After decades of close relationships with the public sector unions working for their towns and cities, mayors are begging to be protected from collective bargaining. With money running out, and undiminished power held by unions, mayors are finally beginning to understand why having powerful public sector unions makes it hard to balance budgets and provide services to citizens.
As negotiations have become deadlocked with public unions demanding more from the ailing cities and towns in Connecticut, the mayors are begging state legislators to change the rules to give them more power in negotiations.
The Wall Street Journal editors write:
Connecticut mayors grappling with rising retirement costs and sinking economies this week issued a distress signal to lawmakers in Hartford: Save us from our public unions.
The state would be in a “stronger position if we don’t negotiate for benefits,” Joe DeLong, the executive director of the Connecticut Conference of Municipalities, told a committee convened by the legislature to restore fiscal stability and economic growth. The conference of municipalities implored the state to end collective-bargaining for pensions and health-care benefits as well as limit binding arbitration when unions and local politicians deadlock during contract negotiations. This usually results in a sweet deal for the unions.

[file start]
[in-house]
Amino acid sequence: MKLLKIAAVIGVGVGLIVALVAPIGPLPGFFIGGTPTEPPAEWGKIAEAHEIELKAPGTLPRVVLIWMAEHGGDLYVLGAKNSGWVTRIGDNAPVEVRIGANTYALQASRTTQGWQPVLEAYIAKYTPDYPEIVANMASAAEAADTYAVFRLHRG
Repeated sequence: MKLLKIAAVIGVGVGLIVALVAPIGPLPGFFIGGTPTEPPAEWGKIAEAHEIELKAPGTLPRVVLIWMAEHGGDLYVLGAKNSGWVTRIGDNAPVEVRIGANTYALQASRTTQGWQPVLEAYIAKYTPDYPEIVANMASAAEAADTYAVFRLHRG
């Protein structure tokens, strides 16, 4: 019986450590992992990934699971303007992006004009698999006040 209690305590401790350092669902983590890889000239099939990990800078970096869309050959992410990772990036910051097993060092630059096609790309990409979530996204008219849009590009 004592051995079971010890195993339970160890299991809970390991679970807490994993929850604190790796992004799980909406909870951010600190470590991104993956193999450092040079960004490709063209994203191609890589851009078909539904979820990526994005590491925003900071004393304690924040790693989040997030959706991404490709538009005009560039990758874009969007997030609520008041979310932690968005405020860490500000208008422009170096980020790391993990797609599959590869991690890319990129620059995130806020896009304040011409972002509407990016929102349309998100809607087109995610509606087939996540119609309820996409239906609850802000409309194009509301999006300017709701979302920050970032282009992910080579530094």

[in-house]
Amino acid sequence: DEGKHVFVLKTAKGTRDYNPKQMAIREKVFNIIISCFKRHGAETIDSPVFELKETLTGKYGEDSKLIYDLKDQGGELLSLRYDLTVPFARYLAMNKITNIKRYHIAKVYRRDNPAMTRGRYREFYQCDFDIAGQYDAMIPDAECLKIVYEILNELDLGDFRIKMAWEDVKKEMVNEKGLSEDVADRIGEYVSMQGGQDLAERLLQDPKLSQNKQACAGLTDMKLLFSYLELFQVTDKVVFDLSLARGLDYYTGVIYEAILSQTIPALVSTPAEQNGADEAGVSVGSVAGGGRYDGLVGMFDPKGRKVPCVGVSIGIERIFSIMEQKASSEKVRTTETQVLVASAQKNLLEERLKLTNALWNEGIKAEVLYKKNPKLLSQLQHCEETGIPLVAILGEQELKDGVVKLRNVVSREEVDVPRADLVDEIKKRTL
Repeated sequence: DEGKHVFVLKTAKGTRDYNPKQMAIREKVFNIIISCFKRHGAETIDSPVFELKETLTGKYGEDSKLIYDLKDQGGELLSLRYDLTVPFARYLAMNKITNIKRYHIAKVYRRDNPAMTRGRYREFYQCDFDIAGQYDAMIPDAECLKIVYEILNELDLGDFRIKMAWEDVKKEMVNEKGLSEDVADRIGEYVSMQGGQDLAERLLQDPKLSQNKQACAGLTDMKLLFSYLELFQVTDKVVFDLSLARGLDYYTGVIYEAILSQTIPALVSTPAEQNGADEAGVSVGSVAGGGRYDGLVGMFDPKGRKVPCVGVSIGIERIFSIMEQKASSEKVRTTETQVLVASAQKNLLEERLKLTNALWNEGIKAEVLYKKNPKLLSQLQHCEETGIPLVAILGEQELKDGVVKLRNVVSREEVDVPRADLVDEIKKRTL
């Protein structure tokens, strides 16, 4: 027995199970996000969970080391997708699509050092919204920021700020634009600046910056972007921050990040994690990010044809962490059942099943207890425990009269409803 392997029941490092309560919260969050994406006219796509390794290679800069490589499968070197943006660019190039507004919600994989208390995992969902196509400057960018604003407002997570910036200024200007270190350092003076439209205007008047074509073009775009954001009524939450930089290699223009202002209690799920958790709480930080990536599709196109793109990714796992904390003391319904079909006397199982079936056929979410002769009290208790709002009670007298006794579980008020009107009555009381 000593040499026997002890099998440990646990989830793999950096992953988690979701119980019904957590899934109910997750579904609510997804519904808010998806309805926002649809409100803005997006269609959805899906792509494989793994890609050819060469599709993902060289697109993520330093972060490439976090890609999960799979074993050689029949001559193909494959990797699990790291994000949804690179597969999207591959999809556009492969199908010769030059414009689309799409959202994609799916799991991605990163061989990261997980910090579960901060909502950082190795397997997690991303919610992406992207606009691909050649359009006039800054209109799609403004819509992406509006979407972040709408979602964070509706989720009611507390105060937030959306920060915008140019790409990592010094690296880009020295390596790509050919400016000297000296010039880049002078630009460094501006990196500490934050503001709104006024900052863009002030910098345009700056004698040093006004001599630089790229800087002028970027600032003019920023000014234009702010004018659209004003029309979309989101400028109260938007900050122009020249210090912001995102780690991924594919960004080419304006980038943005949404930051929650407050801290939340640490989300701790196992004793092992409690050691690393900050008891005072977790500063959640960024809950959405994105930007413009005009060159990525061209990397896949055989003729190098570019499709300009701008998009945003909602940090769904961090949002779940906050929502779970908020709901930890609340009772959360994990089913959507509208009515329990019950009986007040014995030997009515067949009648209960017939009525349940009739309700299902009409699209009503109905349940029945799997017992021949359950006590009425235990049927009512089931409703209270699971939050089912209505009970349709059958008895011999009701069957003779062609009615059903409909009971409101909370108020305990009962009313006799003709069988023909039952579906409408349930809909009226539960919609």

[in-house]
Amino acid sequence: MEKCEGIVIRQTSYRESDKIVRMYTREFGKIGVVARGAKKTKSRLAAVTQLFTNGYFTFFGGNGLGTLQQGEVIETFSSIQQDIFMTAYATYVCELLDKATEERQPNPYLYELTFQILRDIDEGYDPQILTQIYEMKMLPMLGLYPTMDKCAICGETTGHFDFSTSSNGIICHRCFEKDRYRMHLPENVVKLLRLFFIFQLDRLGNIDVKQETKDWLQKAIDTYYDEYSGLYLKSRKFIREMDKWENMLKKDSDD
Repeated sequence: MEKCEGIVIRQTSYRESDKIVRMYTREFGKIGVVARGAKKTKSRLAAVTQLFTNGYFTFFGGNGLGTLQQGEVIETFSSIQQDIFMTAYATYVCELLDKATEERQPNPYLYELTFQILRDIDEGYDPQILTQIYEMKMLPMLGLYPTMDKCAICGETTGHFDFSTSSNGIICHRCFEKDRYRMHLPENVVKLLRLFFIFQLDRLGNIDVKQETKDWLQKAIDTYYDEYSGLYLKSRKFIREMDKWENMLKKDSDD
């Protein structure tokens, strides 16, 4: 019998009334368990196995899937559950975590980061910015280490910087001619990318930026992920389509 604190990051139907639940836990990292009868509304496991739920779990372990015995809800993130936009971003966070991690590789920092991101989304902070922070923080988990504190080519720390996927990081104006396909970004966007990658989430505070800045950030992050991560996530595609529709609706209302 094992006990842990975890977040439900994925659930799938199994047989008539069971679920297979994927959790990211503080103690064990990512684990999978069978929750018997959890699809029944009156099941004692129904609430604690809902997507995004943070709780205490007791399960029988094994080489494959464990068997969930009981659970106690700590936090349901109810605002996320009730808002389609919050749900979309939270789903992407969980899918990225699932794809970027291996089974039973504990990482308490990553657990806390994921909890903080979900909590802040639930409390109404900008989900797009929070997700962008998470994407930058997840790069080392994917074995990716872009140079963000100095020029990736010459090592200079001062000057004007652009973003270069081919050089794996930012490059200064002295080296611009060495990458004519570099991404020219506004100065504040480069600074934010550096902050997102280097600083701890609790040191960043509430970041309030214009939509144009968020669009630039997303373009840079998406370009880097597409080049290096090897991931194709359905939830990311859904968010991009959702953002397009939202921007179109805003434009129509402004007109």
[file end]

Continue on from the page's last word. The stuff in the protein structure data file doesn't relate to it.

“We’re suggesting it’s very difficult in the state of Connecticut under the current labor agreements and under binding arbitration,” said Waterbury mayor Neil O’Leary, a Democrat. His town’s health care and pension costs make up 30% of its budget.
Gov. Dannel Malloy, after multiple tax increases, last year tried to close the state’s $3.5 billion deficit by shifting teacher pension costs to municipalities. Mayors warned that this would lead to property tax hikes. The legislature punted some pension payments to the future, but mayors are worried that they will eventually be required to pick up more of the bill.
Read more here.
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